We note that some courts have applied a different standard of review applicable in cases in which a parent fails to meet his or her burden of proof on the parent-child relationship exception to termination of parental rights. In In re I.W. (2009) 180 Cal.App.4th 1517, 1528, the Court of Appeal explained: "In the case where the trier of fact has expressly or implicitly concluded that the party with the burden of proof did not carry the burden and that party appeals, it is misleading to characterize the failure-of-proof issue as whether substantial evidence supports the judgment. This follows because such a characterization is conceptually one that allows an attack on (1) the evidence supporting the party who had no burden of proof, and (2) the trier of fact's unassailable conclusion that the party with the burden did not prove one or more elements of the case [citations]. [¶] Thus, where the issue on appeal turns on a failure of proof at trial, the question for a reviewing court becomes whether the evidence compels a finding in favor of the appellant as a matter of law. [Citations.]"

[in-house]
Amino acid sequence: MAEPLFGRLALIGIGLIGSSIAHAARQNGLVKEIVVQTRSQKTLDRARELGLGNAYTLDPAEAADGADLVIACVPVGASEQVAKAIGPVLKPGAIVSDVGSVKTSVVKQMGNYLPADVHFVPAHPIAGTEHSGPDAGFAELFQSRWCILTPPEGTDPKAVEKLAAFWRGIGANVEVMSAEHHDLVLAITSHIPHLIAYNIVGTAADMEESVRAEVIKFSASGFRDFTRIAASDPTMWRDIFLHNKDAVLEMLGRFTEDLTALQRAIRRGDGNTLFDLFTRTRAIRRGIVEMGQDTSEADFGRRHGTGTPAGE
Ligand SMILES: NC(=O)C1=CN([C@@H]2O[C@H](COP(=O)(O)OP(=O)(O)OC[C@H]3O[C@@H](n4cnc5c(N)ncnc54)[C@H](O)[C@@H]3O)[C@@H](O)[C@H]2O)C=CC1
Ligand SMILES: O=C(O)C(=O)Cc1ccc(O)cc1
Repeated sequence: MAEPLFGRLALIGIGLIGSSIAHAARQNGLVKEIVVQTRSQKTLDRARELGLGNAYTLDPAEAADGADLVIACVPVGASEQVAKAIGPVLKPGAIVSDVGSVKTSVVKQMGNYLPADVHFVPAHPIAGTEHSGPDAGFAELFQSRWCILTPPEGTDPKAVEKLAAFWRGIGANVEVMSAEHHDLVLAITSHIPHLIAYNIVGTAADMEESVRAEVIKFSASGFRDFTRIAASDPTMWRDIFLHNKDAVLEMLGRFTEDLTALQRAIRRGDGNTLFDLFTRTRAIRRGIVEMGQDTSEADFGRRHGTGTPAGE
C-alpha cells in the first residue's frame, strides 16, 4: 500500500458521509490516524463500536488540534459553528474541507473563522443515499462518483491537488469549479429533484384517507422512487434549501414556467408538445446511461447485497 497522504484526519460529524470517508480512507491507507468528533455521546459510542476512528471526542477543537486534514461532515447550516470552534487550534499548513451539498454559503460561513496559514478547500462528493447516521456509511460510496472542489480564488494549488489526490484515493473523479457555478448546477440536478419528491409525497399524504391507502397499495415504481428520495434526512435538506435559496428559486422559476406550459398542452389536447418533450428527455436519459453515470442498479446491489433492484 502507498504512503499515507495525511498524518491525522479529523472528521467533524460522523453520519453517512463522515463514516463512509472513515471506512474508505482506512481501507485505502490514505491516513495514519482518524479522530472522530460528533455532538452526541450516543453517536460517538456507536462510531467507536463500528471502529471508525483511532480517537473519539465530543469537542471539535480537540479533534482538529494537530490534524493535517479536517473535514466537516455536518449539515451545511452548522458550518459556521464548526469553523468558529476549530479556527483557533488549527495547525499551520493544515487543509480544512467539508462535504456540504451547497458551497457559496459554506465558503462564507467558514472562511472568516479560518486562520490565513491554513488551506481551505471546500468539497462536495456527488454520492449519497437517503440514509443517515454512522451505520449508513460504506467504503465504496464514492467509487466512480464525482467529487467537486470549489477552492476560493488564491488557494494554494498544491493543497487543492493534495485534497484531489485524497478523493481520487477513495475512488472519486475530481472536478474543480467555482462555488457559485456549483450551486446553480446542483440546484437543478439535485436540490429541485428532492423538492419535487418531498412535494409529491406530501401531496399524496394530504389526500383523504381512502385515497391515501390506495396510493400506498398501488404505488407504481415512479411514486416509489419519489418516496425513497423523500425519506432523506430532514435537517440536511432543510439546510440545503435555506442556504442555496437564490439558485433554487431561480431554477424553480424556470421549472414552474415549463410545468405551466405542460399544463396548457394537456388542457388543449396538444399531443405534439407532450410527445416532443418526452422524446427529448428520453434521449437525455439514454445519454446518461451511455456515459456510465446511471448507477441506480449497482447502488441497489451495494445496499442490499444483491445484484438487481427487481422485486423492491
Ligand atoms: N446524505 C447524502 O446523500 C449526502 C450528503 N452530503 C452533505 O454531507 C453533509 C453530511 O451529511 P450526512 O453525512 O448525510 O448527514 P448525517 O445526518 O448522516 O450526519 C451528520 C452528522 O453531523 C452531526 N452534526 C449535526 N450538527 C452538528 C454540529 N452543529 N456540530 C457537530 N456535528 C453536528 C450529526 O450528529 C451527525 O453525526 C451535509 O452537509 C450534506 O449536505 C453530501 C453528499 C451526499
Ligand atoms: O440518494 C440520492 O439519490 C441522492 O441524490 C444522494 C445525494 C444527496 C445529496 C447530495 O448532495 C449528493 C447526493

Regardless of which standard of review we apply, the result is the same. Mother did not establish that the parent-child exception to termination of parental rights applied.
The record demonstrates that Mother did not maintain regular visitation and contact with the children. According to Mother's testimony, in the three weeks prior to the section 366.26 hearing, she visited the children once, despite the fact that she was scheduled to have weekly visits. DCFS reported that, other than the visit the weekend before the section 366.36 hearing, Mother had not had a visit since May 8, 2011. DCFS also reported that Mother missed 13 visits between January 1, 2011 and June 14, 2011 (the date DCFS prepared its most recent interim review report). Even when Mother was not employed, she missed visits. Throughout these proceedings, she complained that she did not want to travel to visit her children even though DCFS provided her with a bus pass and transportation funds. Mother does not argue that telephone contact made up for her missed visits, as the record demonstrates that her telephone contact was inconsistent as well.